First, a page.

Expressing embarrassment 

I will pre-warn, this may be the longest post that I have ever written!

I’d like to start this post by firstly saying ‘I love boobies!’ A bit of strange start you might think, and something you hear from 4 kinds of people:

Toddlers

Adolescent boys

Husbands/Wives/Partners

Porn stars

But I do! Since I began my breastfeeding journey, way back when time began, I have been a HUGE advocate of breastfeeding. I have joined an amazing and support group of ladies on FB (who seem to love boobies just as much as I do!) and fully encourage women to give it try. I never have foisted my opinions onto others and do not feel I am superior in the fact I am able to breastfeed successfully. If you knew the amount of work, tears, oat filled breakfasts and snacks along with the special rice puddings my mumma makes me when my supply drops, you may wonder why we do it at all (and there are some regular 2am moments when I ask myself the same question) And I really do question if the oats and extra calories work or if it just soothes me as a placebo affect but that’s a whole other post entirely…

So let’s start at the very beginning:

Husband and I had our first night out since having Peachy. She was safely ensconced with her grandparents for the evening who had planned all sorts of naughty treats for her (yes that’s right Nana and Grandad, she and the cat gave you up…) Husband and I dressed up, ready for a night of merriment and music and what might even constitute a date (cue dramatic music!)

I had already asked the venue if there was a place for me to express milk, I would not be able to go for more than a few hours without having to relief some of the pressure and milk build up. I was assured there would be facilities made available for me.

Arrival drinks, checking on Peachy, catching up with friends and making some new ones, checking on Peachy, sat for dinner, first course, checking on Peachy (see a theme emerging??) Somewhere between dessert and coffee, I whispered to Husband that I need to excuse myself to express.

Ever supportive, he came with me (which was great as I was in super high heels and teetering) holding my little dotty bag of expressing bits and bobs. I approached the bar staff, whom I had been told were aware there was a guest who required a private space. I discreetly asked if there was a lockable room I could use for a short period, and when asked what I needed it for – a look crossed between them. Now I express daily, many times a day when I am at work. It’s not discreet. It’s not generally dignified and it takes a lot of practice, patience and the occasional gritting of teeth when your breast hurts from being pulled and sucked by an artificial machine.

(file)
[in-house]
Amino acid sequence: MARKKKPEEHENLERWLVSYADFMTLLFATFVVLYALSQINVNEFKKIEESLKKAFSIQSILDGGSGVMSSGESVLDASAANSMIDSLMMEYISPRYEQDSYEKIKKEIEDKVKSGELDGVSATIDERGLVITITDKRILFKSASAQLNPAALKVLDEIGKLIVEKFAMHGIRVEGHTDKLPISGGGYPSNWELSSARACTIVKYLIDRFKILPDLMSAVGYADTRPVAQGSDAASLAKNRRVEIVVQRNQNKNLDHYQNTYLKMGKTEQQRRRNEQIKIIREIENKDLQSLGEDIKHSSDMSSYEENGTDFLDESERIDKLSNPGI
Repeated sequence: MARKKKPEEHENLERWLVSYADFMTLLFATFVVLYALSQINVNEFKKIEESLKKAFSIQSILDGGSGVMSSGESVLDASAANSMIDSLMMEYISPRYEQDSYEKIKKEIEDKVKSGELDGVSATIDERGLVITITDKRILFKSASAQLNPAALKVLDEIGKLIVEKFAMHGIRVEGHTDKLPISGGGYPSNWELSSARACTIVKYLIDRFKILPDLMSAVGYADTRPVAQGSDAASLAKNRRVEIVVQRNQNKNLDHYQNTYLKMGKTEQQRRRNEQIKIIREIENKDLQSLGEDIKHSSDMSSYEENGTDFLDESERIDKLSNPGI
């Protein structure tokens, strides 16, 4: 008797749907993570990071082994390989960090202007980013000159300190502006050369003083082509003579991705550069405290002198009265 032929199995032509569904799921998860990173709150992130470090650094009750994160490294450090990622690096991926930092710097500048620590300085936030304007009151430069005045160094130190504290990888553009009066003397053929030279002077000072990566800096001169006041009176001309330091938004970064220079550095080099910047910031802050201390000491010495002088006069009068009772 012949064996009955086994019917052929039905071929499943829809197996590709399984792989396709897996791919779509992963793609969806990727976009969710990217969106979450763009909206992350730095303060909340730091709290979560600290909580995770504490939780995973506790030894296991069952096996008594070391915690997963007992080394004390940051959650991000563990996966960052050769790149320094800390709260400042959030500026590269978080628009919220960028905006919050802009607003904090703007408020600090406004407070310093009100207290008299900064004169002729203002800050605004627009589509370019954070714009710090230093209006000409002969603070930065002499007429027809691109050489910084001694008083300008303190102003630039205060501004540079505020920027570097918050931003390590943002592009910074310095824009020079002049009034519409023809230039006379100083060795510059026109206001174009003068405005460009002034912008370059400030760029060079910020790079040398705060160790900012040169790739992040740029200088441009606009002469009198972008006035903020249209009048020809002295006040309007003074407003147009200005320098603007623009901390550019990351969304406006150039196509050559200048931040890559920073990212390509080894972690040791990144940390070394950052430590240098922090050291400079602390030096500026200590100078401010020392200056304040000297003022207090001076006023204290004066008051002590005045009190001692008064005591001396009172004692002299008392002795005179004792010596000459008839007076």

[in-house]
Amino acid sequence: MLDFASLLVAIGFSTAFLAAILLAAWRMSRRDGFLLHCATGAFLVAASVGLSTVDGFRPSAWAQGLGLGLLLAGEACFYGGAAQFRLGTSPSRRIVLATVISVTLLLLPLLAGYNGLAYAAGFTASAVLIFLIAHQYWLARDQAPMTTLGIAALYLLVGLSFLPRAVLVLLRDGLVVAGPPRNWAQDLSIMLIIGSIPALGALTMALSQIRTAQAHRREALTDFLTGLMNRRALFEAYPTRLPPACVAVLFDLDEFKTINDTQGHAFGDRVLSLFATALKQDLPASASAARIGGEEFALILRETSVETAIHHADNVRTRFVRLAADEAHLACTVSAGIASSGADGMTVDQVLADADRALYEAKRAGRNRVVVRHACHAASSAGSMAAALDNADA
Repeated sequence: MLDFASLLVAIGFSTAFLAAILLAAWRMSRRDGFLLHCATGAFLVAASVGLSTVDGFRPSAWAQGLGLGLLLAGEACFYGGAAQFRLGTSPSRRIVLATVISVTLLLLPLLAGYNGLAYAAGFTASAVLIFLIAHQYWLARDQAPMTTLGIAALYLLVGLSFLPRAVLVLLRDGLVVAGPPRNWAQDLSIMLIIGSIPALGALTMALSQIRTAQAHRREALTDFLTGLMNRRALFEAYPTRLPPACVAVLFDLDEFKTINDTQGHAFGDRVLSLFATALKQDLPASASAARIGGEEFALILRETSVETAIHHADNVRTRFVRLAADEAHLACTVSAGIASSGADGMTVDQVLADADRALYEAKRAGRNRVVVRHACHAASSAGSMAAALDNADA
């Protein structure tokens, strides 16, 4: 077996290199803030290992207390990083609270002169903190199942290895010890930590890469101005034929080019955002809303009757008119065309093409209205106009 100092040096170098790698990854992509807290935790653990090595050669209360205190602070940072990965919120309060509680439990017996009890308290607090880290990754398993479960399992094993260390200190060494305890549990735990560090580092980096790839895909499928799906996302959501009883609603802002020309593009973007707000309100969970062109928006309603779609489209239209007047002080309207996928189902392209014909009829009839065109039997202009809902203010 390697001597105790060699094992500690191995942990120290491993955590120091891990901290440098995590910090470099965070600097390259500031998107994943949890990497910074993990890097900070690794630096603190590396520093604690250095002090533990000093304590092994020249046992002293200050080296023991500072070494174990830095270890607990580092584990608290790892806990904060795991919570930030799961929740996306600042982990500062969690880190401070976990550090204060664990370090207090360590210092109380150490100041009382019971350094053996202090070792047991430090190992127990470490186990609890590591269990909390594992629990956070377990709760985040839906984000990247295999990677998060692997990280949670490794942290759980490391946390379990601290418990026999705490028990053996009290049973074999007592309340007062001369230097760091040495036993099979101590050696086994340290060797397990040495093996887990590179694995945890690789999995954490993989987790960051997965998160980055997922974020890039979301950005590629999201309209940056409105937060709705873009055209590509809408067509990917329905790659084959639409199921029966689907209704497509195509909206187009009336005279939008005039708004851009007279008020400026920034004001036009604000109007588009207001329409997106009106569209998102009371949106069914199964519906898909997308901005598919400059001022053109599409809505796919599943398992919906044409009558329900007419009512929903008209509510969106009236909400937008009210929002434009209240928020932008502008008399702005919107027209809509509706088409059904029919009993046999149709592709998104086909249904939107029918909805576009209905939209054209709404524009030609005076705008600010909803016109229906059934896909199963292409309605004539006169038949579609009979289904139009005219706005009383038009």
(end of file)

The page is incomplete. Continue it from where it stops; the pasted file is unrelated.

I was told that they didn’t really have anywhere but I could use the disabled toilet.

I glanced a look at Husband who dutifully informed them that it is illegal for a woman to express breastmilk in a public bathroom. He asked them how they would feel about having a meal prepared in a bathroom and why that would be okay for our daughter to have that treatment. And I have never been prouder. He was not rude. He did not raise his voice. He was not intimidating (at 6’4 he really is a gentle giant) but he was informed. He was unequivocal in his conviction – his wife would not be providing nutrition for our baby in a toilet.

Some murmurs were made, but I was given a little room, which was lockable but with a glass panel above the door, so darling Husband stood at the door, chatted away like this was normal whilst I pumped milk for Peachy trying desperately not to feel uncomfortable  

For the first time, I began to understand how and why women give up feeding. You are made to feel uncomfortable, like you are doing something dirty or wrong. This is the most natural thing in the world. Women have breast fed for centuries. Technology has allowed women like me to still produce milk whilst I am away from my baby so I can continue to provide her the best nutrition and start in life that I feel is possible.

And two women made me feel awful about that.

But as I gather my thoughts, I say “boobs to that!” The media has sexualised breasts:

selling cars – use boobs

selling games – use boobs

selling homes – use boobs

So this Mumma will refuse to feel bad, I will refuse to be embarrassed, I will refuse to feel like I am doing something wrong.

And if you don’t like it – Boobs to you too!

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